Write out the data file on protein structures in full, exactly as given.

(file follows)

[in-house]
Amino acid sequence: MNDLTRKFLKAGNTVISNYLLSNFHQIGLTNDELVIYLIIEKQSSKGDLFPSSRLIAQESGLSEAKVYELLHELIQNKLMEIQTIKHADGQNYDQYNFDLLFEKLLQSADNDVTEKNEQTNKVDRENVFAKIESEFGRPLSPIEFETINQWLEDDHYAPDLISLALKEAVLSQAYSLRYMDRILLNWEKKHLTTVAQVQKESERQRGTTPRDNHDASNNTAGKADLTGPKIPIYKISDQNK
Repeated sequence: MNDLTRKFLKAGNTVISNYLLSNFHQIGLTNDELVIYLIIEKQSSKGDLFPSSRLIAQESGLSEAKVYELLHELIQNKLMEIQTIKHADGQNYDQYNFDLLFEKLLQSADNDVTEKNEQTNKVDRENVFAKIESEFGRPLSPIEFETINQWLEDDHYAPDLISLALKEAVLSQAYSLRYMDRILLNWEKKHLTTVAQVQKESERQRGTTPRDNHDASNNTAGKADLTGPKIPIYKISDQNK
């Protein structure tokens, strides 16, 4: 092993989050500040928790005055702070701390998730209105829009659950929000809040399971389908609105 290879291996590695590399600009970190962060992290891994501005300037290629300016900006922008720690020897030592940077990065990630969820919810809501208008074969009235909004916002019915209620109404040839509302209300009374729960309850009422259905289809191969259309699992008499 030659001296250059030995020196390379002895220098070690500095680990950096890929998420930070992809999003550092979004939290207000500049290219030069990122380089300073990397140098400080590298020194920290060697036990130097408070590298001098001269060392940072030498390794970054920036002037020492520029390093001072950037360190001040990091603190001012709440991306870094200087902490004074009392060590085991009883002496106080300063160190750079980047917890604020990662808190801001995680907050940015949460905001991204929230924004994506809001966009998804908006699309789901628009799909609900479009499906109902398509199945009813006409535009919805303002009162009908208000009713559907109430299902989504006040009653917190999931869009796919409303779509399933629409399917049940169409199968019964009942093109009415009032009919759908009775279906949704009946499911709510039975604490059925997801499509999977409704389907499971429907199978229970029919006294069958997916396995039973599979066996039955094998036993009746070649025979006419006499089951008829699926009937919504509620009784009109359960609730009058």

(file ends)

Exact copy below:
[in-house]
Amino acid sequence: MNDLTRKFLKAGNTVISNYLLSNFHQIGLTNDELVIYLIIEKQSSKGDLFPSSRLIAQESGLSEAKVYELLHELIQNKLMEIQTIKHADGQNYDQYNFDLLFEKLLQSADNDVTEKNEQTNKVDRENVFAKIESEFGRPLSPIEFETINQWLEDDHYAPDLISLALKEAVLSQAYSLRYMDRILLNWEKKHLTTVAQVQKESERQRGTTPRDNHDASNNTAGKADLTGPKIPIYKISDQNK
Repeated sequence: MNDLTRKFLKAGNTVISNYLLSNFHQIGLTNDELVIYLIIEKQSSKGDLFPSSRLIAQESGLSEAKVYELLHELIQNKLMEIQTIKHADGQNYDQYNFDLLFEKLLQSADNDVTEKNEQTNKVDRENVFAKIESEFGRPLSPIEFETINQWLEDDHYAPDLISLALKEAVLSQAYSLRYMDRILLNWEKKHLTTVAQVQKESERQRGTTPRDNHDASNNTAGKADLTGPKIPIYKISDQNK
């Protein structure tokens, strides 16, 4: 092993989050500040928790005055702070701390998730209105829009659950929000809040399971389908609105 290879291996590695590399600009970190962060992290891994501005300037290629300016900006922008720690020897030592940077990065990630969820919810809501208008074969009235909004916002019915209620109404040839509302209300009374729960309850009422259905289809191969259309699992008499 030659001296250059030995020196390379002895220098070690500095680990950096890929998420930070992809999003550092979004939290207000500049290219030069990122380089300073990397140098400080590298020194920290060697036990130097408070590298001098001269060392940072030498390794970054920036002037020492520029390093001072950037360190001040990091603190001012709440991306870094200087902490004074009392060590085991009883002496106080300063160190750079980047917890604020990662808190801001995680907050940015949460905001991204929230924004994506809001966009998804908006699309789901628009799909609900479009499906109902398509199945009813006409535009919805303002009162009908208000009713559907109430299902989504006040009653917190999931869009796919409303779509399933629409399917049940169409199968019964009942093109009415009032009919759908009775279906949704009946499911709510039975604490059925997801499509999977409704389907499971429907199978229970029919006294069958997916396995039973599979066996039955094998036993009746070649025979006419006499089951008829699926009937919504509620009784009109359960609730009058």